One evening, after coming back from office, I was lazing and looking out of the window, when I saw the full moon rising. There was a cloud cover, and the sight was spectacular. I immediately got my camera and tripod, and started to shoot. For the first few shots, I noticed that I have been getting horrible camera shakes. I immediately figured out that it is my tripod and shutter assembly. I use a cheap Walmart brand tripod ($28 or so) which was not sturdy enough to support my heavy Alpha 300 camera and its 75-300 mm Zoom lens. The slight vibration I was getting from me pressing the shutter, was enough to blur out the photo at 300 mm Zoom. The tripod was not helping me either by damping out the vibrations.

I don't have a remote cable release, so I remembered a tip from one of the photographic books: (I don't remember the book, but I am thanking the author all the same, and I think will be a very useful tip to everyone who does not have a cable shutter release) I started to shoot with a 2 second self timer, so that the vibration arising from my pressing the shutter is dampened by the time the shutter opens. I got mixed results (curse my tripod which was not dampening the vibrations in 2 seconds). And finally I shot with a full 10 second self timer.

I ended up with 40 shots. (Including the ones with the camera shake). I tried various ISO and shutter speed combinations, keeping the aperature at F5.6 (Widest my lens has at 300 mm ). I was heavily biased towards ISO 100 though, being my favourite speed.

Finally the results I want to show. The first shot shows the moon riding the clouds. Buy prints from deviant Art

The moon was a ghostly galleon by ~Shubhrajit on deviantART

The second shot is similar, except shot at a slower shutter speed, so the cloud motions have blurred, giving it an impressionistic look.

From Blog

The third is a close up shot, with light reading on the moon, showing the terrains and textures on the moon. Heavily cropped so the size is small.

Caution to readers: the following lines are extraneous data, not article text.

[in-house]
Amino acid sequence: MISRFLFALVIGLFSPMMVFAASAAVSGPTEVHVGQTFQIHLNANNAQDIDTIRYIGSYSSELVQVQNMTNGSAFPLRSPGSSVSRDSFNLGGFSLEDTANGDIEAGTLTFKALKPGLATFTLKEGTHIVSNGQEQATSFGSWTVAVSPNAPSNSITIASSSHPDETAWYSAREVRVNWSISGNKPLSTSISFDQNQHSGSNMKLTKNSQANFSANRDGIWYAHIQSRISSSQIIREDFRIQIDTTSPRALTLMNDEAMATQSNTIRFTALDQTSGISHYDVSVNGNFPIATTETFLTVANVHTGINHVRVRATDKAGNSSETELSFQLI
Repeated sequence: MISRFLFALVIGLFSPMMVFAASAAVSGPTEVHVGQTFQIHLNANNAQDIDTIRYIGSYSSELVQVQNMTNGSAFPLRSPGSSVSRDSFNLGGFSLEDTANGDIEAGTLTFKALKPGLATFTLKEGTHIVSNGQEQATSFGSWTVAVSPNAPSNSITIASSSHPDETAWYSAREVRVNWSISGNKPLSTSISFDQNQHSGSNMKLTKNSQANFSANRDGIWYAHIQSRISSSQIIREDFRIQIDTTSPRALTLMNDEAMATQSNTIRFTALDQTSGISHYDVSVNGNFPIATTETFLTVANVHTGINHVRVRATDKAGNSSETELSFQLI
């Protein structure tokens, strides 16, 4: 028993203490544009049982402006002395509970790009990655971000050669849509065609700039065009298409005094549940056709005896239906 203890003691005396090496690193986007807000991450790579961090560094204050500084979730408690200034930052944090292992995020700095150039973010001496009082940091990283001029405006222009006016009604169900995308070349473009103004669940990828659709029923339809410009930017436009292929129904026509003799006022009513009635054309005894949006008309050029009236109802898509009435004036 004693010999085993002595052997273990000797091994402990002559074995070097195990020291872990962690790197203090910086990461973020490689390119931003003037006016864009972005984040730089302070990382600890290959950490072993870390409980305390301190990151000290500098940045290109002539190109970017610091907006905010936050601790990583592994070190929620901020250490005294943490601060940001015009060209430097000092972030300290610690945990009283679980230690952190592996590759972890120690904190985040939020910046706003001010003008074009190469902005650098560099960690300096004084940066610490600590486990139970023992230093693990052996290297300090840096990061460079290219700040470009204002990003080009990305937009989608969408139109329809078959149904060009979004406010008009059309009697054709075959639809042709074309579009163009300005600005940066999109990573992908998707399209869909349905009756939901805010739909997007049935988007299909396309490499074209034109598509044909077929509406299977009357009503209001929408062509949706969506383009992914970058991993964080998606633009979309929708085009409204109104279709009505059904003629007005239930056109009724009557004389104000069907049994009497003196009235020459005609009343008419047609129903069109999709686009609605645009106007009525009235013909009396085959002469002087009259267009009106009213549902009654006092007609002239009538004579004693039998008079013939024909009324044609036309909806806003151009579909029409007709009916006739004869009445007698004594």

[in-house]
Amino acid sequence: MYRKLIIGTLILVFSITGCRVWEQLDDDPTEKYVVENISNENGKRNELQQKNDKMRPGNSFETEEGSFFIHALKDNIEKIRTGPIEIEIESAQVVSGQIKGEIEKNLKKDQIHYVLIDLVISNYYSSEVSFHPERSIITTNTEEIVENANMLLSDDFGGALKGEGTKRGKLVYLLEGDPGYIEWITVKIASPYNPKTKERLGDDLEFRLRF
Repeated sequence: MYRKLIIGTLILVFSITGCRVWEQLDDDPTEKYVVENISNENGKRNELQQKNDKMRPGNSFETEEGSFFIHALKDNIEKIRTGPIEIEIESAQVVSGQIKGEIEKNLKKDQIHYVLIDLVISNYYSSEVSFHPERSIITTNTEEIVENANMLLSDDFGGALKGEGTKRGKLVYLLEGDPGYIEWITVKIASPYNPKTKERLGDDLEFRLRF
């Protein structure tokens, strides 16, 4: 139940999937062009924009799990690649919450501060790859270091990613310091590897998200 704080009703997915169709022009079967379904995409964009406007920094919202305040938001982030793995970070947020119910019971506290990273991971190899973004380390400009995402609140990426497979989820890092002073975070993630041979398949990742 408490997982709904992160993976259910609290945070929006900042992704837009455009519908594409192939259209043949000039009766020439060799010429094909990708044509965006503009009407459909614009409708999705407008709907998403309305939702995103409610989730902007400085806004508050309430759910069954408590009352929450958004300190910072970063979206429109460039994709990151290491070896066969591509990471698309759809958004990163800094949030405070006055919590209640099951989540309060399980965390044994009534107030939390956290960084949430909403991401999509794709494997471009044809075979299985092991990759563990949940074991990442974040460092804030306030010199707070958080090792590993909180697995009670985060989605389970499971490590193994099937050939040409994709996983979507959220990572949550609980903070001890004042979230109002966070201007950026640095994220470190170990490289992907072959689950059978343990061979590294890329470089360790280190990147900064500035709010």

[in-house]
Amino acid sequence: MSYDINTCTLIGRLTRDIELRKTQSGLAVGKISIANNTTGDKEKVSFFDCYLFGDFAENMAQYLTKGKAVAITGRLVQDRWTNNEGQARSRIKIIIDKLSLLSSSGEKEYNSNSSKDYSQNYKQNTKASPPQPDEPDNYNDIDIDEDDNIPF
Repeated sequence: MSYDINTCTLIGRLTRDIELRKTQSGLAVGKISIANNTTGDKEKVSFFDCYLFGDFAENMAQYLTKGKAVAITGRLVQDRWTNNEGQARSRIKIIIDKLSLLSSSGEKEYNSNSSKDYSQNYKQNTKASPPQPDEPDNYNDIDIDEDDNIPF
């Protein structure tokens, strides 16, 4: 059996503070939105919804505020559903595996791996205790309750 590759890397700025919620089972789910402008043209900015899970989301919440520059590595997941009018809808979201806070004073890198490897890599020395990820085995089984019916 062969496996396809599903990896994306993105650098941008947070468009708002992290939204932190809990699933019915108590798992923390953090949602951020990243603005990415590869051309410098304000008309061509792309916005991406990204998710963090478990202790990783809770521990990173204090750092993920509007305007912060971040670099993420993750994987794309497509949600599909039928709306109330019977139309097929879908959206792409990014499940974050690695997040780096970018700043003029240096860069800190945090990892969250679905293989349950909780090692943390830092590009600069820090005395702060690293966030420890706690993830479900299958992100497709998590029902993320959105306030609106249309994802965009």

From Blog

Let me know what do you think?

Saturday, January 31, 2009

Using bokeh as a background element

"Bokeh" is a fancy term for blur!!! As defined by Wikipedia, bokeh refers to the appearance of out-of-focus areas in an image produced by a camera lens using a shallow depth of field
In an image we want our subject to stand out from its surroundings. Hence a bokeh will remove distracting backgrounds from claiming attention in photos. Many creative photographers will use bokeh as the main subject, but in this post I will stick to examples where I have used it as background element.

First one to start with is a portrait of my wife. The background is busy, but I have blurred it out to keep the attention on my subject.

From Blog

The second is an extreme example of a Bokeh. The entire background is made completely blurred with the subject in focus. This is one shot I am very proud of: (View it in large in my Flickr photo album)
Flowers and vegetables

The third one is also a flower shot with small bokeh in foreground and a larger more out of focus bokeh in background.

Shubhrajit's day out: Watercolors in the rain

The last in today's series is a planned treatment of mine. The bokeh is not very asthetically pleasing, but I believe it blends well with the subject and my treatment.
Smoking is injurious to health
Let me know how you feel about these photos and show me yours.

Sunday, January 25, 2009

Photographing the perfect sunset